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Someone told me that you should treat a snake bite (in the wilderness) by cutting a X in the skin (with a knife) and sucking the stuff out of it. This sounds a little weird to me. Is this really a technique to go with in an emergency situation?

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This is simply a compendium of relevant answers already given. Hopefully someone will come up with an original more detailed answer.

This is from an answer by WedaPashi in What are the first aid precautions to be taken in case of a snake bite?.

  1. Do not let anyone try to suck the venom out of the bite site. (I have heard cases of such a horrid thing done, and the one who sucked also got to be treated as the venom in victim's blood entered the sucker's blood through minute injuries in his gum/teeth).

Over on health.SE there was the similar question First aid measures for a snake bite with an excellent answer by JohnP:

DO NOT

  • Cut and suck: You can introduce venom into yourself, the cutting can spread the venom further, and you risk damaging underlying muscle/organs.
  • [...]
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Already a couple of nice answers by imsodin and Liam.

I'll add 2 cents to it. Might appear a bit lengthy, but for me its essential.

I keep on telling people that they should never try to suck the venom out of a snake bite or why are venom extractors useless, it is not just for the safety of the one who is sucking, but also to educate why that is of absolutely no value. It has been a stupid myth among people, visualizing that the snake bites a person and the venom gets mixed in blood like you dip a color paint brush into the water bowl and water turns into a different color. This is not how it happens.

Most of the snake bits are Subcutaneous, sometimes Intramuscular (Think of the injections that you might have taken on your hips when you were kid) and very very rarely Intradermal (Just a scratch along the layers of the skin, similar to the one Austin Stevens had from a Snouted Cobra during his show) rather than being Intravenous (Injecting liquid substances directly into a vein), unless the snake fangs are so big and you are utterly unlucky.

Now how does it correlate to sucking venom out of a snake bite? Taking a deeper dive, you'd need to know how the venom gets into the victim's blood, what People usually call as Envenomation which means absorption of the venom into the bloodstream. The venom is absorbed firstly into Lymphatic System, which is a part of the Circulatory system. Again, Lymphatic system does not carry bloodstream, it carries Lymph. Lymph gets mixed with Blood at left or right Subclavian vein. But before that, the Lymph is passed through Lymph Nodes. Lymph nodes act like a filter for something that doesn't belong to the body, something which is foreign. But, these are not meant to deal with any kind of Toxins. So they get exhausted and that results in swollen or tender lymph nodes. Thats exactly why the ones who survive a snake bite sustain significant damage to Lymphatic system.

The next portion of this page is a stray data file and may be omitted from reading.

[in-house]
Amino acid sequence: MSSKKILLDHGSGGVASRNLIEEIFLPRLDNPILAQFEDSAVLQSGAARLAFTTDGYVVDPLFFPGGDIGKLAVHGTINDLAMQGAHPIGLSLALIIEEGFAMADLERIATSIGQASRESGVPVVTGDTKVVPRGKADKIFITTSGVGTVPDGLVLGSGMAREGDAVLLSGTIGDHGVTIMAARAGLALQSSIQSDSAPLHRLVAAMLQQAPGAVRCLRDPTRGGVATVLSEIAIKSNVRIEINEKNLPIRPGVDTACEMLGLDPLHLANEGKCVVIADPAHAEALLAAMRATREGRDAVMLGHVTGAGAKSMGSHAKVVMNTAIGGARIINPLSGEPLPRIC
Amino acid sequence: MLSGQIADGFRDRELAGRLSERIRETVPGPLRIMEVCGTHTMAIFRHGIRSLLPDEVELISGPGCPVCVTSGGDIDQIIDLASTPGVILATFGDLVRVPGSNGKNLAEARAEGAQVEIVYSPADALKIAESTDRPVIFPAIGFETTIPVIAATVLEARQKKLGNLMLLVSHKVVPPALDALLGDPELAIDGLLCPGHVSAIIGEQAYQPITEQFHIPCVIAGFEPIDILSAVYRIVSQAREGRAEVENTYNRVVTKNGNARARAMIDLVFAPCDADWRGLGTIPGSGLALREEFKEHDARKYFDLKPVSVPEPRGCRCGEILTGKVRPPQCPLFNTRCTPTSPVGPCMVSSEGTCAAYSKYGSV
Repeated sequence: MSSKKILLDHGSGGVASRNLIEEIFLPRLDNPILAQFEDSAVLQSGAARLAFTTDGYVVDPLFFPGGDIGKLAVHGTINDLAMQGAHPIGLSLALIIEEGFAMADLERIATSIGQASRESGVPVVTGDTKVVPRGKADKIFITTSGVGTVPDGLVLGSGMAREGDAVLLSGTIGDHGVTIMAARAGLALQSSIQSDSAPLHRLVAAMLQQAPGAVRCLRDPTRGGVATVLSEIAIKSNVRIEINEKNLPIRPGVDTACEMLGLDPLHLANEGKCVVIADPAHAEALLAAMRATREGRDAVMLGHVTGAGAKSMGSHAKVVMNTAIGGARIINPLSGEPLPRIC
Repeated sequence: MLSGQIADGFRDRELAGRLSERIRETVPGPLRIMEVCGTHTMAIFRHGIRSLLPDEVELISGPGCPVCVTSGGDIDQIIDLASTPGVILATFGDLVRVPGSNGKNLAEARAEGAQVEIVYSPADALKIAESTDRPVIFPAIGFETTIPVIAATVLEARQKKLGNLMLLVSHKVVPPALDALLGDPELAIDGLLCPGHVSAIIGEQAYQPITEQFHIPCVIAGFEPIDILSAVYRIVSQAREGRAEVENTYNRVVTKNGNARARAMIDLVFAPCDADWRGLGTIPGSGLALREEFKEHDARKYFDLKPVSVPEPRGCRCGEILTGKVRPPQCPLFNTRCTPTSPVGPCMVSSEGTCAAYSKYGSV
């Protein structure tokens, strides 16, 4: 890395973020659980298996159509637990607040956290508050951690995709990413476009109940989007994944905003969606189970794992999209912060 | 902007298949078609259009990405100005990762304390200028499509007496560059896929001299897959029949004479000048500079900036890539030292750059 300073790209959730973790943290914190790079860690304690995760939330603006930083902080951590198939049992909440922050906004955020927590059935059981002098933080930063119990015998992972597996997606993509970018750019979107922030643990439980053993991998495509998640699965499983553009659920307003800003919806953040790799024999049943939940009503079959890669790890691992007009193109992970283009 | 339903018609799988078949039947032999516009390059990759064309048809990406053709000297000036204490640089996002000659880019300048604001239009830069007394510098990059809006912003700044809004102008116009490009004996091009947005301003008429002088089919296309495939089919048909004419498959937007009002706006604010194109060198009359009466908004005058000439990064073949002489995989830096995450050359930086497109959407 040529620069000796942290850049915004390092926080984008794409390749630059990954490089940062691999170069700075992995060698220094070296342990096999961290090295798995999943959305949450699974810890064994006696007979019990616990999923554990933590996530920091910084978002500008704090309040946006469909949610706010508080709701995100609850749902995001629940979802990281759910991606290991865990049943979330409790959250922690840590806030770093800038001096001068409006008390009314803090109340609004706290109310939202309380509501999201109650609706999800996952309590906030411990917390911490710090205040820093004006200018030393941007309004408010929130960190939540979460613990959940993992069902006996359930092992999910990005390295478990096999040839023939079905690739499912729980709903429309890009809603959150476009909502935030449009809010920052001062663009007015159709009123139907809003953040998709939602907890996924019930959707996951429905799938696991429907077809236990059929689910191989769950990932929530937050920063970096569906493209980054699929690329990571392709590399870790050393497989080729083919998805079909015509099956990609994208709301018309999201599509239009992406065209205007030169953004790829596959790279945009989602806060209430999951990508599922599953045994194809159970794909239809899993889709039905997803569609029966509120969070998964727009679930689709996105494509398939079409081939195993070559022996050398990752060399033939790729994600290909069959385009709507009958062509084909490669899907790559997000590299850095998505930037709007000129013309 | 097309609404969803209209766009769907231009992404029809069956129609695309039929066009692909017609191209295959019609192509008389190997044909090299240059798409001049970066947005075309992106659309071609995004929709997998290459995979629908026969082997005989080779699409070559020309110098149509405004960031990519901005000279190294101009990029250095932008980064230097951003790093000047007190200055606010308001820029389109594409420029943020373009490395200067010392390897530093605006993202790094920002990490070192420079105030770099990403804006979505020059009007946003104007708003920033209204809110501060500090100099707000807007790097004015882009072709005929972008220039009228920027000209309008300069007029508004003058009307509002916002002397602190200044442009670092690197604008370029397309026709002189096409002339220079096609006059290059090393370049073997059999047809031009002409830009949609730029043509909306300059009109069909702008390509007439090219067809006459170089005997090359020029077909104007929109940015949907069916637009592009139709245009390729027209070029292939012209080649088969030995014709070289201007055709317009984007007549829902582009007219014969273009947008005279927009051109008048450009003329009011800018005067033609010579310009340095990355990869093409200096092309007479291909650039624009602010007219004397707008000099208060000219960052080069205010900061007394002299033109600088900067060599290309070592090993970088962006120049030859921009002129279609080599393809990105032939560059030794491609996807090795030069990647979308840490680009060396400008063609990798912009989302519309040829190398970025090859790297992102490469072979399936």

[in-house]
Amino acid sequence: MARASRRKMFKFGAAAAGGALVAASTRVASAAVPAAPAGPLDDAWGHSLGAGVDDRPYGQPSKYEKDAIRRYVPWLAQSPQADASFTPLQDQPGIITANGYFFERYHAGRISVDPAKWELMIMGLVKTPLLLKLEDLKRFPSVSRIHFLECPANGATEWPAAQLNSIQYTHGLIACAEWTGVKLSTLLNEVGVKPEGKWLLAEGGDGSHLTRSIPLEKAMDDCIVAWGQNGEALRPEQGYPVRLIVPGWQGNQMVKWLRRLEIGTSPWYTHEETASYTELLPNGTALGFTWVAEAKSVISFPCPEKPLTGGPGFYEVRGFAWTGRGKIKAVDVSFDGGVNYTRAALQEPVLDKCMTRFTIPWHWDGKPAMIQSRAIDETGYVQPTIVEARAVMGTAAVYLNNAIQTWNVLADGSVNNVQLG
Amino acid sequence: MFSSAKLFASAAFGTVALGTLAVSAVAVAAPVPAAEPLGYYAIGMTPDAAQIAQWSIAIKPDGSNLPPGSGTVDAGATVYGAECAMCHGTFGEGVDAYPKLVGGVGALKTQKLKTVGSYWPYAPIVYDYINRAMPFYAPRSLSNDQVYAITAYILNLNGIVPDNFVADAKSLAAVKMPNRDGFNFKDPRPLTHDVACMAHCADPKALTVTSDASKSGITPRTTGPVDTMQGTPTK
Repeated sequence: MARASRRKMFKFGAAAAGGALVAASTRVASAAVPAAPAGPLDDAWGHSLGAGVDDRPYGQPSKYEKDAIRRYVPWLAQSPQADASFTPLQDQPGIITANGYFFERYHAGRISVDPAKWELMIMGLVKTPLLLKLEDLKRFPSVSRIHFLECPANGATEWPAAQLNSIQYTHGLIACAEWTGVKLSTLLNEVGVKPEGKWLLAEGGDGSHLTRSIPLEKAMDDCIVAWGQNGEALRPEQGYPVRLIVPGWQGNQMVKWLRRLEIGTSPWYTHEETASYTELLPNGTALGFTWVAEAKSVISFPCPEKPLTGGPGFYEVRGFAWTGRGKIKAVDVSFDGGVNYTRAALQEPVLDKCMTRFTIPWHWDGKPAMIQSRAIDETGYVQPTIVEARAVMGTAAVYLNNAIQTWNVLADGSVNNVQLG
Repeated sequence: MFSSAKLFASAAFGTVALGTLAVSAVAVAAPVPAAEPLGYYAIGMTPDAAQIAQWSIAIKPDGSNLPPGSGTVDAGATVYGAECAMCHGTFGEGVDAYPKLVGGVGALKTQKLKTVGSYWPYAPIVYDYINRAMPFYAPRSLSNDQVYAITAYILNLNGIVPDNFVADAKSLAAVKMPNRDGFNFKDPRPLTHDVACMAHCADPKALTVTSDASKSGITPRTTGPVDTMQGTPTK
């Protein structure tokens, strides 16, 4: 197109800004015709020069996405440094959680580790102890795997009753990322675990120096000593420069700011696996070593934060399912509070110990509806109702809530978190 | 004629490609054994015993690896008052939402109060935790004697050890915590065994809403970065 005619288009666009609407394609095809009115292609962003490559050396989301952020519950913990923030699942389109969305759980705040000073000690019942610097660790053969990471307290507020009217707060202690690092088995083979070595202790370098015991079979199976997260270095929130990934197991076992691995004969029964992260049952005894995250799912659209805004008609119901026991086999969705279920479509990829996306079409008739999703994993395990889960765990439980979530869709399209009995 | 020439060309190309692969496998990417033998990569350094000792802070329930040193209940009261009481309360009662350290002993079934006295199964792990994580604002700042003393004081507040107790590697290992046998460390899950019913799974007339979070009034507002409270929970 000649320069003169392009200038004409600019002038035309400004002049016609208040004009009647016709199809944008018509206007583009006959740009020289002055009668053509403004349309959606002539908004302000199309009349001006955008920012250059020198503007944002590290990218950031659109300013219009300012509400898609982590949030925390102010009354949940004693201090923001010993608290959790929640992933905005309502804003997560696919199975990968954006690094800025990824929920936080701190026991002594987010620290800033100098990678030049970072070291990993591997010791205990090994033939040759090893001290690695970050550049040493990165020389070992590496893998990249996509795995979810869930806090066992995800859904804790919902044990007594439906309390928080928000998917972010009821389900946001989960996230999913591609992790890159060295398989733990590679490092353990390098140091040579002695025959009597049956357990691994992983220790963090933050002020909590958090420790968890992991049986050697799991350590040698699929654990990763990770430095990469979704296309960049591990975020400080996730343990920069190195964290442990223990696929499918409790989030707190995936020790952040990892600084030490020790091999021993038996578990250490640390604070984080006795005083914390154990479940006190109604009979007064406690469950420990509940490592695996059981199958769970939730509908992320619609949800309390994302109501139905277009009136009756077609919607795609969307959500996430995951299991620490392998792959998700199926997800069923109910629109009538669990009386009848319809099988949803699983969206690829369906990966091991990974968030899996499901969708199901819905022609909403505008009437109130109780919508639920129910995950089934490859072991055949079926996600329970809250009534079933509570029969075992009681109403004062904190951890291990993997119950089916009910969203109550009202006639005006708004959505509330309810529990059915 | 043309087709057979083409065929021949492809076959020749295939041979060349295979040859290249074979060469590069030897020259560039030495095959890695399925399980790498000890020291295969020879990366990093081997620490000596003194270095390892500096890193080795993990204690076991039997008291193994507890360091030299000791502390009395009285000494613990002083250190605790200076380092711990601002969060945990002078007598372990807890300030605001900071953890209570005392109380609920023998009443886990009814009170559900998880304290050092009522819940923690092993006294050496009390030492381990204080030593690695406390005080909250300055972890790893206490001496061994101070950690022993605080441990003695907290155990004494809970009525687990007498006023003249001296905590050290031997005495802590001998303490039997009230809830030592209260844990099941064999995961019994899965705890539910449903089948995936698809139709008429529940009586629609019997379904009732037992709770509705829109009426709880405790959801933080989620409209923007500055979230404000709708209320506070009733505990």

Ask anyone who has had a serious scorpion bite, or tell your doctor that you have been bitten by something you don't know about. The doctor might check your body for swelling around groin or armpits. Thats where the Lymph nodes are. Later the toxins reaching Kidneys do their damage.

The point is, does the venom directly gets transported through bloodstream, no, it doesn't! So sucking the wound, or making cuts around the bite to make the blood come out of the wound, or using a tourniquet to stop the blood flow are useless things to do. The aim should be to prevent lymphatic spread rather than restricting the blood supply altogether.

The reason behind roughly explaining how it takes place, is to clarify why we shouldn't do certain things.

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Basically this is a bit of a myth, I think perpetuated by old cowboy films!

There's no way you could suck hard enough to remove the venom from out of your blood or lymphatic system. Most venoms are highly potent and only a very, very small amount is needed to cause damage. Most animals will produce a great deal more than is required to injure you so (for example a king cobra produces enough venom to kill 20 people in a single bite) removing enough simply isnt practical.

Not to mention (as in @imsodin's answer) the chances of injuring yourself in the process.

The only valid response to a snake bite is anti-venom and to get to it as fast as possible.

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    Not so no much of a myth but more of a "we didn't know better". Think about venom extractors, they were even recommended by experts. It's not too long ago this actually changed (like this aptly titled article says). – Roflo Jul 20 '16 at 13:49
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    This 2009 WSJ article says (on extractor kits): Doctors say the kits are, for the most part, based on outmoded ideas., but ultimately concludes evidence is inconclusive. – Roflo Jul 20 '16 at 14:05

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